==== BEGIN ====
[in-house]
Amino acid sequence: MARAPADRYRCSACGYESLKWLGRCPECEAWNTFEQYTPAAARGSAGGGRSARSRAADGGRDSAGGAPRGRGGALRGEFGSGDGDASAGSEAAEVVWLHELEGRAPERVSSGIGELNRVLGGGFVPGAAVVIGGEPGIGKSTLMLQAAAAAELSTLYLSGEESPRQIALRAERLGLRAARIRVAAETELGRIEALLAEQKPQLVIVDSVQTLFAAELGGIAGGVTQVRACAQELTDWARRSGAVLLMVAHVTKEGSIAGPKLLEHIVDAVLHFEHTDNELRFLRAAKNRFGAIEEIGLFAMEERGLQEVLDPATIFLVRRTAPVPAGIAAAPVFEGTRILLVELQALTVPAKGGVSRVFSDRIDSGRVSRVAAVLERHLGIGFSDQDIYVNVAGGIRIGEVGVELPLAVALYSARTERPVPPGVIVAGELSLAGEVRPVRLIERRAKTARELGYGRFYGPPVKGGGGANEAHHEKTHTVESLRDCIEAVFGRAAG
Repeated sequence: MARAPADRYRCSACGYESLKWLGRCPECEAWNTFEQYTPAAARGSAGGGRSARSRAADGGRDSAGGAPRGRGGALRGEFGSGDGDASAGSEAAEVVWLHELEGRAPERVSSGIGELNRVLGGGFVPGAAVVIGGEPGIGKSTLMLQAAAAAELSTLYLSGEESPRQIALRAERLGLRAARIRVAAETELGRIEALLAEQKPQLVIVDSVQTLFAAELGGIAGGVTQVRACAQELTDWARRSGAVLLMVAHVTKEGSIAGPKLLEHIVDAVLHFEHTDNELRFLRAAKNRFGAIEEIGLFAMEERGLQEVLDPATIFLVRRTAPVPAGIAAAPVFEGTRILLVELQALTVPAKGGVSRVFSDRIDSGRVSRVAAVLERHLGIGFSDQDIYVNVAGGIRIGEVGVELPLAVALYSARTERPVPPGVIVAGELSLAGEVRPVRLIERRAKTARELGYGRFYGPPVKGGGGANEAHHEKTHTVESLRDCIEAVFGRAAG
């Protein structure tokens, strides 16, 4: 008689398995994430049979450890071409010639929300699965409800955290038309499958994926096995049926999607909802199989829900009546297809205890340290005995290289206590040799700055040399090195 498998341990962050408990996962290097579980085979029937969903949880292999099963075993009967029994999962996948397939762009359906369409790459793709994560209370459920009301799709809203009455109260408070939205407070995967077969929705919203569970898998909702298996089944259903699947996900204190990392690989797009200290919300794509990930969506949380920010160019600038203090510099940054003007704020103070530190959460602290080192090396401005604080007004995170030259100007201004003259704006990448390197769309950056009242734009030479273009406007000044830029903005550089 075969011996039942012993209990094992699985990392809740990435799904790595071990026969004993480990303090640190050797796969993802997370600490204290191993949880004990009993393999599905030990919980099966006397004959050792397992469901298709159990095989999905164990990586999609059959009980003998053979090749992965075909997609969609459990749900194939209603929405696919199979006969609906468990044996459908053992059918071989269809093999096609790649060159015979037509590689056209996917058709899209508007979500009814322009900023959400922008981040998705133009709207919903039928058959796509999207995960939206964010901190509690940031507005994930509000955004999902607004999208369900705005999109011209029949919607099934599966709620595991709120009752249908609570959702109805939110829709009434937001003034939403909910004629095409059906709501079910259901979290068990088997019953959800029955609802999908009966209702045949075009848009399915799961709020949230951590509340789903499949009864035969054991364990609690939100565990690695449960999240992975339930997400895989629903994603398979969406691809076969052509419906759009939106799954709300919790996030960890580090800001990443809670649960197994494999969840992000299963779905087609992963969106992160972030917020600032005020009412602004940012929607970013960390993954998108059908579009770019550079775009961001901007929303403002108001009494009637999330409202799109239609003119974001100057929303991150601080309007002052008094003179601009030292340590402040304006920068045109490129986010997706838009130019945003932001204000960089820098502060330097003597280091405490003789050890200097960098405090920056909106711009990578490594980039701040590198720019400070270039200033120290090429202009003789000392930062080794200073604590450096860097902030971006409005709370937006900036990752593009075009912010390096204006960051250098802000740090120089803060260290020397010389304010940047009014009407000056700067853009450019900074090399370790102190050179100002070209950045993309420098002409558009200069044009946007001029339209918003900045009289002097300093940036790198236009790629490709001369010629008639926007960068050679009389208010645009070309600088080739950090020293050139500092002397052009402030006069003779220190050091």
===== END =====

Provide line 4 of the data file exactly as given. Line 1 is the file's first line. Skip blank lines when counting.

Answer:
């Protein structure tokens, strides 16, 4: 008689398995994430049979450890071409010639929300699965409800955290038309499958994926096995049926999607909802199989829900009546297809205890340290005995290289206590040799700055040399090195 498998341990962050408990996962290097579980085979029937969903949880292999099963075993009967029994999962996948397939762009359906369409790459793709994560209370459920009301799709809203009455109260408070939205407070995967077969929705919203569970898998909702298996089944259903699947996900204190990392690989797009200290919300794509990930969506949380920010160019600038203090510099940054003007704020103070530190959460602290080192090396401005604080007004995170030259100007201004003259704006990448390197769309950056009242734009030479273009406007000044830029903005550089 075969011996039942012993209990094992699985990392809740990435799904790595071990026969004993480990303090640190050797796969993802997370600490204290191993949880004990009993393999599905030990919980099966006397004959050792397992469901298709159990095989999905164990990586999609059959009980003998053979090749992965075909997609969609459990749900194939209603929405696919199979006969609906468990044996459908053992059918071989269809093999096609790649060159015979037509590689056209996917058709899209508007979500009814322009900023959400922008981040998705133009709207919903039928058959796509999207995960939206964010901190509690940031507005994930509000955004999902607004999208369900705005999109011209029949919607099934599966709620595991709120009752249908609570959702109805939110829709009434937001003034939403909910004629095409059906709501079910259901979290068990088997019953959800029955609802999908009966209702045949075009848009399915799961709020949230951590509340789903499949009864035969054991364990609690939100565990690695449960999240992975339930997400895989629903994603398979969406691809076969052509419906759009939106799954709300919790996030960890580090800001990443809670649960197994494999969840992000299963779905087609992963969106992160972030917020600032005020009412602004940012929607970013960390993954998108059908579009770019550079775009961001901007929303403002108001009494009637999330409202799109239609003119974001100057929303991150601080309007002052008094003179601009030292340590402040304006920068045109490129986010997706838009130019945003932001204000960089820098502060330097003597280091405490003789050890200097960098405090920056909106711009990578490594980039701040590198720019400070270039200033120290090429202009003789000392930062080794200073604590450096860097902030971006409005709370937006900036990752593009075009912010390096204006960051250098802000740090120089803060260290020397010389304010940047009014009407000056700067853009450019900074090399370790102190050179100002070209950045993309420098002409558009200069044009946007001029339209918003900045009289002097300093940036790198236009790629490709001369010629008639926007960068050679009389208010645009070309600088080739950090020293050139500092002397052009402030006069003779220190050091």